Delivery mixups investigated in the UK; Glasgow to get three ‘street pharmacists’; Pharma Bro trial off to slow start
Glasgow, Scotland: Three clinical pharmacists are set to help the homeless of Glasgow in a new initiative which has been given £60,000 in funding by the Scottish Government.
The Scotsman reports that those who sleep rough in Glasgow and are registered with a GP have levels of multi-morbidity comparable to the average 84-year-old in the rest of society – even though the average age of homeless Glaswegians is 43.
The project is the brainchild of Dr Richard Lowrie, from NHS Greater Glasgow and Clyde, one of the three pharmacists who will venture into the Glasgow city centre with Simon Community Scotland’s street team.
“We are going to have clinical pharmacists who can prescribe reaching people where they live in the streets,” Dr Lowrie told the Scotsman’s Kevan Christie.
“Currently there is no GP service that does outreach in this way and there isn’t any nurse service that manages multiple conditions.”
In many cases, rough sleepers have no medical records and any communication from doctors is lost due to the lack of a postal address. They are 40 times more likely than others to not be registered with a GP.
UK: The Community Pharmacy Safety Group has begun a review of standard operating procedures after an investigation highlighted several cases of poor practice in medicines delivery services, reports the Pharmaceutical Journal.
The group is run by the Company Chemists’ Association, which represents eight chains including Boots, Asda and Superdrug.
The investigation showed examples of medicines being delivered through letterboxes, eaten by pets, mixed up by delivery drivers, stolen after being left on front doorsteps, or delivered to wrong addresses.
In one case, a driver delivered medicines to a patient’s son, who did not pass them onto his mother as intended but took them all himself, resulting in his death.
In another, benzodiazepines were delivered to a wrong address – to the home of a person who had a “serious” drug problem.
“Shadowing our delivery drivers was a thoroughly enlightening experience,” said José Moss, lead author of a paper published by the group.
The paper makes 10 recommendations to improve procedures.
Brooklyn, New York: The trial of “pharma bro” Martin Shkreli has gotten off to a slow start, with a second day of jury selection ending without any jurors having been selected, CNBC reports.
Mr Shkreli has pleaded not guilty to charges of securities fraud and conspiracy to commit securities and wire fraud.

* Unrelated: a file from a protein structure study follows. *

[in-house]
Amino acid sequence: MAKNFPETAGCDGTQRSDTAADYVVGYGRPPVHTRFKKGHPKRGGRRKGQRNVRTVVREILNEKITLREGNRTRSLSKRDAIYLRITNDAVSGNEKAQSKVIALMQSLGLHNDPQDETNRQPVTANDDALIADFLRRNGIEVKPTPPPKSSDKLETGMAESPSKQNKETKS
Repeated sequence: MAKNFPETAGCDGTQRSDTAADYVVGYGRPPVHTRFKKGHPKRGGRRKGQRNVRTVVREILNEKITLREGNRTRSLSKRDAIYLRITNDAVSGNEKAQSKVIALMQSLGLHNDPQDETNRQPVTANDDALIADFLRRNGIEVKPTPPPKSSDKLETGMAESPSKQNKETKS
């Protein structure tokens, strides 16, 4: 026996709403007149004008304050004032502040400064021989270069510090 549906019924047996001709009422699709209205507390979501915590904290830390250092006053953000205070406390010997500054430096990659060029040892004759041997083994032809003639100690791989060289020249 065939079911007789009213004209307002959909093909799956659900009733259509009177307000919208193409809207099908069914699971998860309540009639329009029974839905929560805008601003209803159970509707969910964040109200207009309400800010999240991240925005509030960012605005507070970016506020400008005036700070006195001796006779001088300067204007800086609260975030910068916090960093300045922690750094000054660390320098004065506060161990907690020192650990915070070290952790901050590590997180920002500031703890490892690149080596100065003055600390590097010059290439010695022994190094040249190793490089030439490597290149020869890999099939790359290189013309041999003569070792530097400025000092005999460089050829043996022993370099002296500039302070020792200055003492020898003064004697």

Prosecutors allege that he used stock from his former pharma company Retrophin to repay investors who had been defrauded at his hedge funds.
A significant number of jurors were excluded due to already having established a negative opinion of Mr Shkreli, who was widely criticised after raising the price of Daraprim from $13.50 a pill to $750, and also as a result of his social media activity. None of the charges faced by Mr Skreli pertain to these events.
One potential juror, a pharmacist with three decades of experience, was rejected after he said he felt he could be impartial, but would use his knowledge of the pharmaceutical industry to evaluate evidence and share his expertise with other jurors.
UK: The Pharmaceutical Services Negotiating Committee has been given permission to appeal its Judicial Review Case against the UK’s Secretary of State.
In October 2016, the Secretary of State imposed controversial cuts to pharmacy funding, as well as other changes, in the UK; PSNC sought judicial review of the decision but was knocked back in May 2017.
Mr Justice Collins found against PSNC but was critical of the Department of Health’s consultation process, stating that it was unfair – just not unfair enough to be unlawful. The Department had failed to disclose its use of an analysis which it said showed community pharmacies have an operating margin of 15%.
In giving permission for PSNC to appeal, Mr Justice Collins said: “While naturally I am not persuaded that I failed in any of the respects alleged … I recognise the real effect of the cuts on pharmacies and the apparent reliance on the 15% and the non-disclosure.”
The appeal is not likely to be heard for several months.
Sue Sharpe, PSNC’s CEO, said: “We hope that we will be able to have constructive discussions with DH and NHS England. Ideally we would like those to mean we did not need to pursue an appeal, but PSNC will do what it feels is right to protect pharmacies and the patients they care for.”